Yet TODAY in the Real World 2015 here in Borneo it's a mega haze which must be effecting millions of peoples health and be large enough to effect GLOBAL temperature stats just like a mega volcano eruption.
It's not just a one day thing from a few fields out of town. Today it's been like dusk visibility all day, this is the 6th day I have needed to wear a mask all day, the haze has been in the sky 30 days but recently got worse and worse. This haze doesn't come from nearby but from hundreds of Km across the sea from out of control forest fires in Sumatra. Schools are closed for thousands of Km from Borneo, Sumatra, all the way up to Kuala Lumpur.
- The technical details will take some figuring out, as involves not only masses of CO2, but the heating effects of mass burning and the cooling effects of the sun been blocked out from a large area of the planet's surface for a month.
I guess greens try to hope the effects all cancel themselves out and don't want any messages distracting from the CO2 causes doom narrative.
Today on BBC : Indonesia arrests executives of 'haze-causing' companies
..Good background from SBS

Sep 17, 2015 at 12:59 PM | Registered Commenterstewgreen


The point I wanted to make was that climatologists do an awful lot of guessing.
For example, my gas bill is derived from an equation which converts cubic feet of gas to pounds and pence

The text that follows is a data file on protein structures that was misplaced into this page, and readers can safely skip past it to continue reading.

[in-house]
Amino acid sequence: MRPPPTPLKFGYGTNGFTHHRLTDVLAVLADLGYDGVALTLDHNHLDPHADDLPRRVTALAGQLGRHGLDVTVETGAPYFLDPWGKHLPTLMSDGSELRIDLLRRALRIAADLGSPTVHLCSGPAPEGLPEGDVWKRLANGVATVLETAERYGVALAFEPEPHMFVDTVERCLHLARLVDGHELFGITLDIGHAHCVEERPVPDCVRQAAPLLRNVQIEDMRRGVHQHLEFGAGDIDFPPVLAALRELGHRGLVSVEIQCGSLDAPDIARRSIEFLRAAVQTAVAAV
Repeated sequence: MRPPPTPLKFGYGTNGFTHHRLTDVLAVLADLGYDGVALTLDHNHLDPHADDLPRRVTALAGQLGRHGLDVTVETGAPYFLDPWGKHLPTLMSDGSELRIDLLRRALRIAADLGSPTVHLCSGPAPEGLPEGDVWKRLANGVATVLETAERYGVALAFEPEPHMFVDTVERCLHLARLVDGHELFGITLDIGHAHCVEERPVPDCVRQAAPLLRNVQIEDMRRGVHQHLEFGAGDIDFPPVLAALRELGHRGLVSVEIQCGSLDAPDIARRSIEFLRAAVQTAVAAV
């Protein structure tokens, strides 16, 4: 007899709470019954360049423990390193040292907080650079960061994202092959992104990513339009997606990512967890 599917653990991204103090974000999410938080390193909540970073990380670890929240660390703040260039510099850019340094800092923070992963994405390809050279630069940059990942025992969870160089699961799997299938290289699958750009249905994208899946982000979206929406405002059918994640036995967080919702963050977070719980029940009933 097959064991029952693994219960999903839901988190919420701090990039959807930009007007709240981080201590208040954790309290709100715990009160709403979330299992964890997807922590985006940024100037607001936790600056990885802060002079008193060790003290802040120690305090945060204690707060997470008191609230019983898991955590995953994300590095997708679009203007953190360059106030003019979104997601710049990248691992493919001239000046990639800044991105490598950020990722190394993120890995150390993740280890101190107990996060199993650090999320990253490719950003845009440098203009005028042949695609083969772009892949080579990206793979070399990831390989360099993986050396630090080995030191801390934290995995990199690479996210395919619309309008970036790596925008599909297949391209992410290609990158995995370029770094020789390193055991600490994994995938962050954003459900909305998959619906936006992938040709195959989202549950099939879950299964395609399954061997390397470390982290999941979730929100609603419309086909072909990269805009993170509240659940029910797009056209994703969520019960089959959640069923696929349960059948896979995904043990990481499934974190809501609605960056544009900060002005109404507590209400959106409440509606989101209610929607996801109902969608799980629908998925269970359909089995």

using known conversation factors for calorific value, BTU to kWh and pence per kWh.

Climatologists and Universities slave away at their computers calculating the mean annual global near surface temperature and the gigatons of carbon emitted into the atmosphere.

Climate sensitivity , supposedly the global warming (temperature) factor due to greenhouse gases (in particular CO2) does not appear to have a finite figure. No warming for 15years would suggest a climate sensitivity factor of zero.
The fact that ocean water temperatures are now measured does not provide an argument to say that since 1998 the missing heat has decided to go into the oceans.

Sep 17, 2015 at 7:59 PM | Unregistered CommenterShieldsman

Walker, Bjerknes... All in the 1920s.
How about this reference?

And from Dynamic Analysis of Weather and Climate, 2nd ed. 2010 Springer/Praxis

"Genetically, a monsoon is therefore the extension into one hemisphere of a trade wind originating from an Anticyclonic Agglutination in the opposite hemisphere, or directly from an Mobile Polar High, drawn across by a thermal low in the summer hemisphere. The term summer monsoon is thus tautological. The monsoon meets, along the Meteorological Equator, a (continental) trade wind from the opposite hemisphere, and the area of extension of this trade is considerably reduced."

Sep 22, 2015 at 4:48 AM | Unregistered CommenterTomRude